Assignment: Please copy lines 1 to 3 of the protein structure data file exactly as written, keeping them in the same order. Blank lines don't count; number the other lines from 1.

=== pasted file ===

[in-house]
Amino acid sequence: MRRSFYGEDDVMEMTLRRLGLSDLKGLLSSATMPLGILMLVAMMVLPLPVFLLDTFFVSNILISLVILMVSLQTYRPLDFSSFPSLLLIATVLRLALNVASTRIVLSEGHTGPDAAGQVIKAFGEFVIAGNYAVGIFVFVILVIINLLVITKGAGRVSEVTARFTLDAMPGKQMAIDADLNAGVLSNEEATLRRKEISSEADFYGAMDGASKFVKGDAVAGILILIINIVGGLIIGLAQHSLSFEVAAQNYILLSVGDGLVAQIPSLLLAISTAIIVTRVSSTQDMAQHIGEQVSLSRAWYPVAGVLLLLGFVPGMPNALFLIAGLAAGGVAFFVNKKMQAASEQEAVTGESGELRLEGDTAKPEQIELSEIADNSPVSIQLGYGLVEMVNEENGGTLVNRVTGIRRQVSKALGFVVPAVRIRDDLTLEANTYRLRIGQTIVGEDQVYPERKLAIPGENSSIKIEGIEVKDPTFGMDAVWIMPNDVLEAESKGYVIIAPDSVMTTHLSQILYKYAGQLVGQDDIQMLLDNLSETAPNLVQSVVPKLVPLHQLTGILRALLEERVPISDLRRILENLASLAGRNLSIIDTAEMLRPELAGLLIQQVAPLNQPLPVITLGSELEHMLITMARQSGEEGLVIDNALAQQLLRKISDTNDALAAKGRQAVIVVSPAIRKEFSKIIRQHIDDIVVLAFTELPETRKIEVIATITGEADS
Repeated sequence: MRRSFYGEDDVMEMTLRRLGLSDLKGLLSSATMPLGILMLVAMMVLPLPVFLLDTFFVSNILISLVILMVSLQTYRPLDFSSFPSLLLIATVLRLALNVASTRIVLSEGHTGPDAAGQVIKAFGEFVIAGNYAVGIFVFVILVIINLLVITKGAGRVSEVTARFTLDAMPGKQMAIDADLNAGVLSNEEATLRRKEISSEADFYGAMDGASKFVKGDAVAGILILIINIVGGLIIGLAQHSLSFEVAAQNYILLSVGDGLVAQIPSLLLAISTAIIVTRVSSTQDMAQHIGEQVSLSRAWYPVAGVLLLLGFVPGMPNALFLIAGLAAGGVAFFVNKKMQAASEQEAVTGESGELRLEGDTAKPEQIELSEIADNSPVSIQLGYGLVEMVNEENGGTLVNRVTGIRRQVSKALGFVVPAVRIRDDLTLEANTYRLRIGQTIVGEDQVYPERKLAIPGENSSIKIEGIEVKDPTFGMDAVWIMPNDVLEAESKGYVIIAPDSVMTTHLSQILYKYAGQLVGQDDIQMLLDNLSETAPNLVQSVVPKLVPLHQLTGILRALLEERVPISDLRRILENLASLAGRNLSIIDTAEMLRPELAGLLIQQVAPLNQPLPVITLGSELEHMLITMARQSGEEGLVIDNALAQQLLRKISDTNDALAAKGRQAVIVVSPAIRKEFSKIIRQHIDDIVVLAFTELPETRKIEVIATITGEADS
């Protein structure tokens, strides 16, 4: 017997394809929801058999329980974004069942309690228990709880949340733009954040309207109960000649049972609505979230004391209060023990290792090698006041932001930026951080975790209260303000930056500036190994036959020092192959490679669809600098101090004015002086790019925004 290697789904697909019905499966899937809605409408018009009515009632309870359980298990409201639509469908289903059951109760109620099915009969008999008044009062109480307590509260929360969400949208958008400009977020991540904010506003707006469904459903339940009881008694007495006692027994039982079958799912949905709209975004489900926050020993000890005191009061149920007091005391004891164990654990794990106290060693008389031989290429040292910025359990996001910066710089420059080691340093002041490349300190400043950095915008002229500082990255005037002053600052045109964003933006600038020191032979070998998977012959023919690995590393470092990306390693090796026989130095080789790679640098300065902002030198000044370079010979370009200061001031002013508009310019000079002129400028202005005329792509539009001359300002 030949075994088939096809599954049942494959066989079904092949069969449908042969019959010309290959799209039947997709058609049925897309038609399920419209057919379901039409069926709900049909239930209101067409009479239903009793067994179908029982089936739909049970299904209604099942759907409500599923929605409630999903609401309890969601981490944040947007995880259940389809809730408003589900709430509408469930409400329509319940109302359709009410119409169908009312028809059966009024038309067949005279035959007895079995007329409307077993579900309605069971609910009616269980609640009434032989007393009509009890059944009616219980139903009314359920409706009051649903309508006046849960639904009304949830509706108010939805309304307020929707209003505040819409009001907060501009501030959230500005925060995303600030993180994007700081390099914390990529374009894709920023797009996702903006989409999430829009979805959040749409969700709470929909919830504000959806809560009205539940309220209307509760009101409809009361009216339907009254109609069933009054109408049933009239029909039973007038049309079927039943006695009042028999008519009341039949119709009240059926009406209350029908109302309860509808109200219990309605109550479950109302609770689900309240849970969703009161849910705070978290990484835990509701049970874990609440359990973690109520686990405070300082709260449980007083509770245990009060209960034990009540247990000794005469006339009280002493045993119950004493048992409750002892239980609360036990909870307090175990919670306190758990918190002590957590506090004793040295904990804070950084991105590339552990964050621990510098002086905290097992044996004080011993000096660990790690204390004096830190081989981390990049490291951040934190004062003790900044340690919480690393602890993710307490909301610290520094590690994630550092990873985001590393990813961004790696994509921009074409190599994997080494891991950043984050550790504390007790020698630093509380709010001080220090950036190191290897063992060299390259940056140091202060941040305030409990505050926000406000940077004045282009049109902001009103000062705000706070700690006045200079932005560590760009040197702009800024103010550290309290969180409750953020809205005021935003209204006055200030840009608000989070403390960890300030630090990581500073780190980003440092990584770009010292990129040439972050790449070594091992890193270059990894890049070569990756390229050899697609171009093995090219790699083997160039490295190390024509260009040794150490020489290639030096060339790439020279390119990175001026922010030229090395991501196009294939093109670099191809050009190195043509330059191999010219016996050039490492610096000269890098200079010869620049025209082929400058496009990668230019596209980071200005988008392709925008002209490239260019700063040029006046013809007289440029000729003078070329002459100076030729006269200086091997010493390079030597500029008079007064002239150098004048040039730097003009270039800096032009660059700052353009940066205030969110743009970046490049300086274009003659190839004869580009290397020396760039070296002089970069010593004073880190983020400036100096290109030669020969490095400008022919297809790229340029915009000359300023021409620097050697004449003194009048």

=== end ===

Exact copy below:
[in-house]
Amino acid sequence: MRRSFYGEDDVMEMTLRRLGLSDLKGLLSSATMPLGILMLVAMMVLPLPVFLLDTFFVSNILISLVILMVSLQTYRPLDFSSFPSLLLIATVLRLALNVASTRIVLSEGHTGPDAAGQVIKAFGEFVIAGNYAVGIFVFVILVIINLLVITKGAGRVSEVTARFTLDAMPGKQMAIDADLNAGVLSNEEATLRRKEISSEADFYGAMDGASKFVKGDAVAGILILIINIVGGLIIGLAQHSLSFEVAAQNYILLSVGDGLVAQIPSLLLAISTAIIVTRVSSTQDMAQHIGEQVSLSRAWYPVAGVLLLLGFVPGMPNALFLIAGLAAGGVAFFVNKKMQAASEQEAVTGESGELRLEGDTAKPEQIELSEIADNSPVSIQLGYGLVEMVNEENGGTLVNRVTGIRRQVSKALGFVVPAVRIRDDLTLEANTYRLRIGQTIVGEDQVYPERKLAIPGENSSIKIEGIEVKDPTFGMDAVWIMPNDVLEAESKGYVIIAPDSVMTTHLSQILYKYAGQLVGQDDIQMLLDNLSETAPNLVQSVVPKLVPLHQLTGILRALLEERVPISDLRRILENLASLAGRNLSIIDTAEMLRPELAGLLIQQVAPLNQPLPVITLGSELEHMLITMARQSGEEGLVIDNALAQQLLRKISDTNDALAAKGRQAVIVVSPAIRKEFSKIIRQHIDDIVVLAFTELPETRKIEVIATITGEADS
Repeated sequence: MRRSFYGEDDVMEMTLRRLGLSDLKGLLSSATMPLGILMLVAMMVLPLPVFLLDTFFVSNILISLVILMVSLQTYRPLDFSSFPSLLLIATVLRLALNVASTRIVLSEGHTGPDAAGQVIKAFGEFVIAGNYAVGIFVFVILVIINLLVITKGAGRVSEVTARFTLDAMPGKQMAIDADLNAGVLSNEEATLRRKEISSEADFYGAMDGASKFVKGDAVAGILILIINIVGGLIIGLAQHSLSFEVAAQNYILLSVGDGLVAQIPSLLLAISTAIIVTRVSSTQDMAQHIGEQVSLSRAWYPVAGVLLLLGFVPGMPNALFLIAGLAAGGVAFFVNKKMQAASEQEAVTGESGELRLEGDTAKPEQIELSEIADNSPVSIQLGYGLVEMVNEENGGTLVNRVTGIRRQVSKALGFVVPAVRIRDDLTLEANTYRLRIGQTIVGEDQVYPERKLAIPGENSSIKIEGIEVKDPTFGMDAVWIMPNDVLEAESKGYVIIAPDSVMTTHLSQILYKYAGQLVGQDDIQMLLDNLSETAPNLVQSVVPKLVPLHQLTGILRALLEERVPISDLRRILENLASLAGRNLSIIDTAEMLRPELAGLLIQQVAPLNQPLPVITLGSELEHMLITMARQSGEEGLVIDNALAQQLLRKISDTNDALAAKGRQAVIVVSPAIRKEFSKIIRQHIDDIVVLAFTELPETRKIEVIATITGEADS